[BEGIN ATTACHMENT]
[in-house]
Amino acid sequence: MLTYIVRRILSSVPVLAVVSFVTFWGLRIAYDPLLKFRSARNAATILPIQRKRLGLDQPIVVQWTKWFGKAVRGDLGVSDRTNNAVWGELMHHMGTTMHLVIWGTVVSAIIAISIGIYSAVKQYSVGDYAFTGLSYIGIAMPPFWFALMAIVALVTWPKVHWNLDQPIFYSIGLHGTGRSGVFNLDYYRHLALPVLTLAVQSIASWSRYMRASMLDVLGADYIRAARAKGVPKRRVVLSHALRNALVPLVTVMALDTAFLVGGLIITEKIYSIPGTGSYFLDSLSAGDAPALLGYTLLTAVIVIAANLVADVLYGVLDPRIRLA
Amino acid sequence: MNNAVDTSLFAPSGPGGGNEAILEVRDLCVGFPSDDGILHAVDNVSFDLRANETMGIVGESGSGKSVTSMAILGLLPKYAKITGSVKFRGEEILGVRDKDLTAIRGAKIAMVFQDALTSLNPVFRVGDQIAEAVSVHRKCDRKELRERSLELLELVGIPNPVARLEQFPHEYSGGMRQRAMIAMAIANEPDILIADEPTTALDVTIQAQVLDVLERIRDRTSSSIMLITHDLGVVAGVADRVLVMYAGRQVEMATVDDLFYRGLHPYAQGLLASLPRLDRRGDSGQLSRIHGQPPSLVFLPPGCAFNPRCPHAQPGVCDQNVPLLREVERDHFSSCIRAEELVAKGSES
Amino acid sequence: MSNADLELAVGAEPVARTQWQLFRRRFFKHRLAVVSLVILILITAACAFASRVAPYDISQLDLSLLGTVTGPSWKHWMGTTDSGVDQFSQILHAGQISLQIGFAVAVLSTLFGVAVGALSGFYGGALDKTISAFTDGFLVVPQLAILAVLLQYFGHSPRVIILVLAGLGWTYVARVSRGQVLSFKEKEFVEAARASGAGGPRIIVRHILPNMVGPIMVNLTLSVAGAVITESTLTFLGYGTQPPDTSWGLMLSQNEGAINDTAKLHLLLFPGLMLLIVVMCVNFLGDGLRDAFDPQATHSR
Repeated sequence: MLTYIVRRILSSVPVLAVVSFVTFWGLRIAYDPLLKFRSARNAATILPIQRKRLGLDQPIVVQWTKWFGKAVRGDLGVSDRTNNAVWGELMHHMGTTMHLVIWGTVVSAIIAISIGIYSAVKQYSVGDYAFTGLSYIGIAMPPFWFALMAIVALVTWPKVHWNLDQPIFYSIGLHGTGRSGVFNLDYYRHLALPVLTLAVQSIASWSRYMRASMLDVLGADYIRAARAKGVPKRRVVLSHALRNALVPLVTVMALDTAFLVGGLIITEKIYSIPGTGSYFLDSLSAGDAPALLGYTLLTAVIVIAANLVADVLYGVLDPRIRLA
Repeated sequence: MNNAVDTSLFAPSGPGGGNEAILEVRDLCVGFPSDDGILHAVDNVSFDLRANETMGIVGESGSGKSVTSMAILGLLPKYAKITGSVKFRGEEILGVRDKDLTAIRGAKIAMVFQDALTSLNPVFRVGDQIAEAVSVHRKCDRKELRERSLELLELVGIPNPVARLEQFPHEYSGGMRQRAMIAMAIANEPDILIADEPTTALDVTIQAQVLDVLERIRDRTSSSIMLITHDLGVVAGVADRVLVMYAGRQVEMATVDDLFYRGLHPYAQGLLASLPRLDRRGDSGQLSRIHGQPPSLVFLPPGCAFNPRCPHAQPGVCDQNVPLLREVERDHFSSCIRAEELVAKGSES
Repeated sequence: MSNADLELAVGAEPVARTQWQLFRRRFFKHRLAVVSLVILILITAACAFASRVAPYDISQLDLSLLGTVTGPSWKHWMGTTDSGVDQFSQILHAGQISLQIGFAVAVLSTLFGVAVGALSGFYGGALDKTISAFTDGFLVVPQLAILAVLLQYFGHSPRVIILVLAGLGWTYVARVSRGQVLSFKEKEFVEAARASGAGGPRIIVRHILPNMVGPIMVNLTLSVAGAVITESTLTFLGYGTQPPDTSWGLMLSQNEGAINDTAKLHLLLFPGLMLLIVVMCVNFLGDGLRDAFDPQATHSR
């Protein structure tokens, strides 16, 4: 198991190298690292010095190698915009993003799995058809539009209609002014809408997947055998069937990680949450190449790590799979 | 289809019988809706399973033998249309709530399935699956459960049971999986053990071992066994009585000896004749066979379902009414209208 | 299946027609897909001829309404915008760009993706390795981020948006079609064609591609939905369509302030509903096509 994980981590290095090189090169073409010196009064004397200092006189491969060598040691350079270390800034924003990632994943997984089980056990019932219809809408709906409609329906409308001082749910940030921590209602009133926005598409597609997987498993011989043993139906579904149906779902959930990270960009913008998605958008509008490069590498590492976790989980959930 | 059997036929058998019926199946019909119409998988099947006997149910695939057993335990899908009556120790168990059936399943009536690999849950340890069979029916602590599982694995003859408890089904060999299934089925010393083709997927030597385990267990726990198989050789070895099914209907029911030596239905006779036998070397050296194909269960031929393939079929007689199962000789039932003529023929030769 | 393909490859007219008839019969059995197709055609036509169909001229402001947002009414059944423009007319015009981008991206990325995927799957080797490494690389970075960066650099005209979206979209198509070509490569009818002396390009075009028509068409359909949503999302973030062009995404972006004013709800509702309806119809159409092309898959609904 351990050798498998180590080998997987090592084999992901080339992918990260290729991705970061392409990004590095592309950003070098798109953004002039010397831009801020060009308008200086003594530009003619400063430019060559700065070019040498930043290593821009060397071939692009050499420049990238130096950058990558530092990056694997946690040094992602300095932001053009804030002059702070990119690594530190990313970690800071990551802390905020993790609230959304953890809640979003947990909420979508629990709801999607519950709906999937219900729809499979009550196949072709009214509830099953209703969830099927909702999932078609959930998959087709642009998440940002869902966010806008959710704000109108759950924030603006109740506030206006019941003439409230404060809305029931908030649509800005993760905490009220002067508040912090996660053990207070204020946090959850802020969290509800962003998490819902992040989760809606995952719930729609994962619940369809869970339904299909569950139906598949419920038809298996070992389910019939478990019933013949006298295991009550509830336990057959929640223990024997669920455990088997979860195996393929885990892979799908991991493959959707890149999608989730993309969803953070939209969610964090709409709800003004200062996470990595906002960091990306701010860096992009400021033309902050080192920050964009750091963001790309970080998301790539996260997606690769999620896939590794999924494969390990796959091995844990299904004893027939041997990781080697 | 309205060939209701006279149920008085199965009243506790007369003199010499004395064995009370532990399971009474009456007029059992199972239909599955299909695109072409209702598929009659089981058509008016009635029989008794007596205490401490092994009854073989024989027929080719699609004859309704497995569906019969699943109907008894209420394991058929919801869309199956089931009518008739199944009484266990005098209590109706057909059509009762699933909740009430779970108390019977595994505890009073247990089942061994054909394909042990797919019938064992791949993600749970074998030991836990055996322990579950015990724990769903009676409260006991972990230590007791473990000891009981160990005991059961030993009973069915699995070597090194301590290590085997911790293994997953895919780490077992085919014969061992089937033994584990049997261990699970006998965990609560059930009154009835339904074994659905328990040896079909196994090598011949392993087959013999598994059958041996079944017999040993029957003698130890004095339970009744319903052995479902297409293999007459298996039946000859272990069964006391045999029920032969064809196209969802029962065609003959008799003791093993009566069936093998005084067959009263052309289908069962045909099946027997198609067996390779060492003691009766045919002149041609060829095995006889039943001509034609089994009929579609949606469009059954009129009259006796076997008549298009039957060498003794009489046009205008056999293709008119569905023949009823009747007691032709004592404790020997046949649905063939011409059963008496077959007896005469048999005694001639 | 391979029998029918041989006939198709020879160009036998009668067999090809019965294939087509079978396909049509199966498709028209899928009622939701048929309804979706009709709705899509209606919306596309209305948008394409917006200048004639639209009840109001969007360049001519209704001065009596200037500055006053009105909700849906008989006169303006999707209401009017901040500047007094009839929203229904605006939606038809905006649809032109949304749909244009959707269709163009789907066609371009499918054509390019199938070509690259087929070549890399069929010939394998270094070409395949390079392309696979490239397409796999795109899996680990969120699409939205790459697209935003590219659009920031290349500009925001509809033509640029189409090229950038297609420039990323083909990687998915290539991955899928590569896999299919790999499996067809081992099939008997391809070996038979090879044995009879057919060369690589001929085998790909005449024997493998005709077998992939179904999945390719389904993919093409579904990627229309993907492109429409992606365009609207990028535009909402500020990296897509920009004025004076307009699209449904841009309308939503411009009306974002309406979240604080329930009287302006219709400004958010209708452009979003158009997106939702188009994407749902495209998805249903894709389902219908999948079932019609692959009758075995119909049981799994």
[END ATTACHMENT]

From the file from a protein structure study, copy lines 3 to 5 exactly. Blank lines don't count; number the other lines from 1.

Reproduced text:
Amino acid sequence: MNNAVDTSLFAPSGPGGGNEAILEVRDLCVGFPSDDGILHAVDNVSFDLRANETMGIVGESGSGKSVTSMAILGLLPKYAKITGSVKFRGEEILGVRDKDLTAIRGAKIAMVFQDALTSLNPVFRVGDQIAEAVSVHRKCDRKELRERSLELLELVGIPNPVARLEQFPHEYSGGMRQRAMIAMAIANEPDILIADEPTTALDVTIQAQVLDVLERIRDRTSSSIMLITHDLGVVAGVADRVLVMYAGRQVEMATVDDLFYRGLHPYAQGLLASLPRLDRRGDSGQLSRIHGQPPSLVFLPPGCAFNPRCPHAQPGVCDQNVPLLREVERDHFSSCIRAEELVAKGSES
Amino acid sequence: MSNADLELAVGAEPVARTQWQLFRRRFFKHRLAVVSLVILILITAACAFASRVAPYDISQLDLSLLGTVTGPSWKHWMGTTDSGVDQFSQILHAGQISLQIGFAVAVLSTLFGVAVGALSGFYGGALDKTISAFTDGFLVVPQLAILAVLLQYFGHSPRVIILVLAGLGWTYVARVSRGQVLSFKEKEFVEAARASGAGGPRIIVRHILPNMVGPIMVNLTLSVAGAVITESTLTFLGYGTQPPDTSWGLMLSQNEGAINDTAKLHLLLFPGLMLLIVVMCVNFLGDGLRDAFDPQATHSR
Repeated sequence: MLTYIVRRILSSVPVLAVVSFVTFWGLRIAYDPLLKFRSARNAATILPIQRKRLGLDQPIVVQWTKWFGKAVRGDLGVSDRTNNAVWGELMHHMGTTMHLVIWGTVVSAIIAISIGIYSAVKQYSVGDYAFTGLSYIGIAMPPFWFALMAIVALVTWPKVHWNLDQPIFYSIGLHGTGRSGVFNLDYYRHLALPVLTLAVQSIASWSRYMRASMLDVLGADYIRAARAKGVPKRRVVLSHALRNALVPLVTVMALDTAFLVGGLIITEKIYSIPGTGSYFLDSLSAGDAPALLGYTLLTAVIVIAANLVADVLYGVLDPRIRLA